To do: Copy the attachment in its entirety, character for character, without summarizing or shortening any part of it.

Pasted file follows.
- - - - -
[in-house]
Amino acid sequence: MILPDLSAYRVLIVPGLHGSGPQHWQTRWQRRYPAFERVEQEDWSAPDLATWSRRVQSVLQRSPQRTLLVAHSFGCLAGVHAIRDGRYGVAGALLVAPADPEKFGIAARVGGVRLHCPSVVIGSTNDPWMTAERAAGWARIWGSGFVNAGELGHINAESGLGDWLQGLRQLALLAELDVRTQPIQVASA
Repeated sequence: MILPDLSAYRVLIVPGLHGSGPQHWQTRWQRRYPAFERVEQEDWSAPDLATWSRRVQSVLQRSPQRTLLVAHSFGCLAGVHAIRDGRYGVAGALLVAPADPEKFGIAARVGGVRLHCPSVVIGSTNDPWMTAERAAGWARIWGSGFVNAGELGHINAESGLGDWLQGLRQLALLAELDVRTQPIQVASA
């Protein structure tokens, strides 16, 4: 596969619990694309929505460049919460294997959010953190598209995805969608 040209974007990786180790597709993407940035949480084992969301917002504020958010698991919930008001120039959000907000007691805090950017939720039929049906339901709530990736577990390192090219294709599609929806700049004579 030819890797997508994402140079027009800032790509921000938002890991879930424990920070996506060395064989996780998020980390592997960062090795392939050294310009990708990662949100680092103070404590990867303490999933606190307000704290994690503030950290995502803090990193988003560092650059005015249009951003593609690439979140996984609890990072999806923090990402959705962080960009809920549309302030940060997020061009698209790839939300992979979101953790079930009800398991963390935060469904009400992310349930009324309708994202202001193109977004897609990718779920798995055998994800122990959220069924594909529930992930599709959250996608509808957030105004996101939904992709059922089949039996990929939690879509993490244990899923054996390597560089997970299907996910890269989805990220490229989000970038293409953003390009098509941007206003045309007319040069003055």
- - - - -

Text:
[in-house]
Amino acid sequence: MILPDLSAYRVLIVPGLHGSGPQHWQTRWQRRYPAFERVEQEDWSAPDLATWSRRVQSVLQRSPQRTLLVAHSFGCLAGVHAIRDGRYGVAGALLVAPADPEKFGIAARVGGVRLHCPSVVIGSTNDPWMTAERAAGWARIWGSGFVNAGELGHINAESGLGDWLQGLRQLALLAELDVRTQPIQVASA
Repeated sequence: MILPDLSAYRVLIVPGLHGSGPQHWQTRWQRRYPAFERVEQEDWSAPDLATWSRRVQSVLQRSPQRTLLVAHSFGCLAGVHAIRDGRYGVAGALLVAPADPEKFGIAARVGGVRLHCPSVVIGSTNDPWMTAERAAGWARIWGSGFVNAGELGHINAESGLGDWLQGLRQLALLAELDVRTQPIQVASA
């Protein structure tokens, strides 16, 4: 596969619990694309929505460049919460294997959010953190598209995805969608 040209974007990786180790597709993407940035949480084992969301917002504020958010698991919930008001120039959000907000007691805090950017939720039929049906339901709530990736577990390192090219294709599609929806700049004579 030819890797997508994402140079027009800032790509921000938002890991879930424990920070996506060395064989996780998020980390592997960062090795392939050294310009990708990662949100680092103070404590990867303490999933606190307000704290994690503030950290995502803090990193988003560092650059005015249009951003593609690439979140996984609890990072999806923090990402959705962080960009809920549309302030940060997020061009698209790839939300992979979101953790079930009800398991963390935060469904009400992310349930009324309708994202202001193109977004897609990718779920798995055998994800122990959220069924594909529930992930599709959250996608509808957030105004996101939904992709059922089949039996990929939690879509993490244990899923054996390597560089997970299907996910890269989805990220490229989000970038293409953003390009098509941007206003045309007319040069003055």